Another constraint is time, which again, hinges on varying levels of bureaucratic wrangling. “It can be just a matter of months [before the biennale] that the artist finds out [that they are chosen],” says APFEL. And even then it varies artist to artist. Rothschild, for example, heard the news before Antunes. This also explains something I’d been wondering: since each country’s pavilion is represented by an artist from said country, surely there’s some impetus to commission designers from there, too?
APFEL agrees, but notes that there’s only a short space of time to complete it. “It’s a very short space of time,” says APFEL. “I would think that’s part of what they’d like to do, but it doesn’t always fit. We’ve had a long collaboration with these artists, and on those timelines they need to work with someone they know well. We put together an entire body of work for Eva’s catalog, for instance, and that had to launch the day the biennale opened. If they don’t know the designer well, it won’t marry.”
For APFEL, the artists they’ve worked with this year are those with whom they have longstanding relationships. APFEL previously collaborated with Rothschild on the design of a monograph of her work published by Stuart Shave/Modern Art in 2010, and worked with Antunes on the design of two recent artist’s books. “When you’re working closely with artist, you can really push ideas—you know each other so much better, and each other’s interests, so you can have a much more in-depth conversation about design,” says Carter.
As the title for Leonor Antunes piece, a seam, a surface, a hinge, or a knot, is quite long, APFEL says “we needed to do something pared back and considered.” Thomas adds, “With Leonor, it’s not about an overtly strong, overpowering graphic approach.”
The designs for Antunes’ pavilion identity evolved from Recta, a mid-century Italian typeface, riffing off the fact that her work makes references to that period in Italy. “Her Venice work is about all these cultural reference points, and paying homage to certain artists or figures she feels were insufficiently recognized,” says Thomas. As Antunes told ArtReview, much of her process for the pavilion project involved researching post-war Italian artists, “including Franco Albini and Carlo Scarpa, and with a particular focus on women such as Franca Helg and Egle Trinacanato, both of whom have remained unstudied in the history of museums and exhibitions because they stand outside the processes of canonization.”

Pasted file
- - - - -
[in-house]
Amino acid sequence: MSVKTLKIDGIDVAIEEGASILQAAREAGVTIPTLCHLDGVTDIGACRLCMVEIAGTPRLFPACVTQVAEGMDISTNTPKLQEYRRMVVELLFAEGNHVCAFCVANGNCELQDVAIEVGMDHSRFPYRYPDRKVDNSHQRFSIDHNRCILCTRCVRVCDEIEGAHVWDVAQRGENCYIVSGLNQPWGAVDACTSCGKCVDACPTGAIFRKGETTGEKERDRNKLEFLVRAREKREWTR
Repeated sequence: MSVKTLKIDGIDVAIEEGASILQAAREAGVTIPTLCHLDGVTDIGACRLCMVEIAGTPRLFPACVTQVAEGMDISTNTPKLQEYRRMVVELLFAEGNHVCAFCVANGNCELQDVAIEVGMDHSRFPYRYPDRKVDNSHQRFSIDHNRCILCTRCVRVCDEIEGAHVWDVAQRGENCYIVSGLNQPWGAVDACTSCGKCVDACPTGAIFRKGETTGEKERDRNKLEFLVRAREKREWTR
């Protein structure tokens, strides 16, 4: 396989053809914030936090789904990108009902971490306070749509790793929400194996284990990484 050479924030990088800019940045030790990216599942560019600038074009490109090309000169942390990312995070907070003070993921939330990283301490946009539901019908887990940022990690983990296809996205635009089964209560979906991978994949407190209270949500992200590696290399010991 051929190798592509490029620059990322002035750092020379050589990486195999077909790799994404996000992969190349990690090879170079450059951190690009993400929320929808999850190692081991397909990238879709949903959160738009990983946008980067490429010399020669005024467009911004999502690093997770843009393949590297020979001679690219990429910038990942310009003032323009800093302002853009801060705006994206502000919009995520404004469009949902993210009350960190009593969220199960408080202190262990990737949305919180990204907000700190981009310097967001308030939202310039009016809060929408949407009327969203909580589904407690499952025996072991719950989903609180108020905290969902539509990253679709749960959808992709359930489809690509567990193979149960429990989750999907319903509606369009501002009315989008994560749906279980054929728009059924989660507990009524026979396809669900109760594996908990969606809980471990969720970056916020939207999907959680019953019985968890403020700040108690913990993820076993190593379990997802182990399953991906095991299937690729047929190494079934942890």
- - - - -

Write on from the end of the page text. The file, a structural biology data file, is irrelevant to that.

For Eva Rothschild’s piece at the Irish Pavilion, titled The Shrinking Universe, APFEL says the designs had to clearly state that she’s representing Ireland (Ireland is not in the UK, and is therefore still part of the EU, unlike Northern Ireland, which is part of the UK with Wales, Scotland and England). APFEL’s graphics were very much intertwined with her broader practice, such as in the tote bag it created for her, which references the gaffer tape used in much of the artist’s work. “The bag was more a collaboration; an extension of a piece,” says Carter.
“It’s about simple but subtle ideas and use of materials.”
For the brochure and typography created for Rothschild, again, typography was pared-back but within clever conceptual twists. “The brochure folds down into a knot [another reference to the artist’s use of materials],” says Thomas. “With the sandy brown bag, though the text is left aligned on most applications, it’s not on the bag, alluding to a physical seam. It works well with the bag and her title; it’s about simple but subtle ideas and use of materials.”
As we’ve stated, working on Venice Biennale projects is a tricky balance: a simple approach would be big, bold PR-pleasing designs; a smart approach is, like APFEL’s, one that discreetly yet intrinsically understands that artist’s work and the potential for their designs to buttress that.
“It’s braver to do something simple and pared-back.”
“At the end of the day, it’s meant to be a presentation, not a fair; but in a way of course, it is a fair—everyone’s showing at the same time for the same duration, so there’s a requirement for graphic design much more so than in any other sort of show,” says Carter. Thomas adds: “You have to think about something specific to [the artist], and doing things that aren’t like what other pavilions are doing. It’s braver to do something simple and pared-back.”
So what’s the trick? “You have to laugh,” says Carter, “but Venice basically becomes a competition about who has the best tote bag.”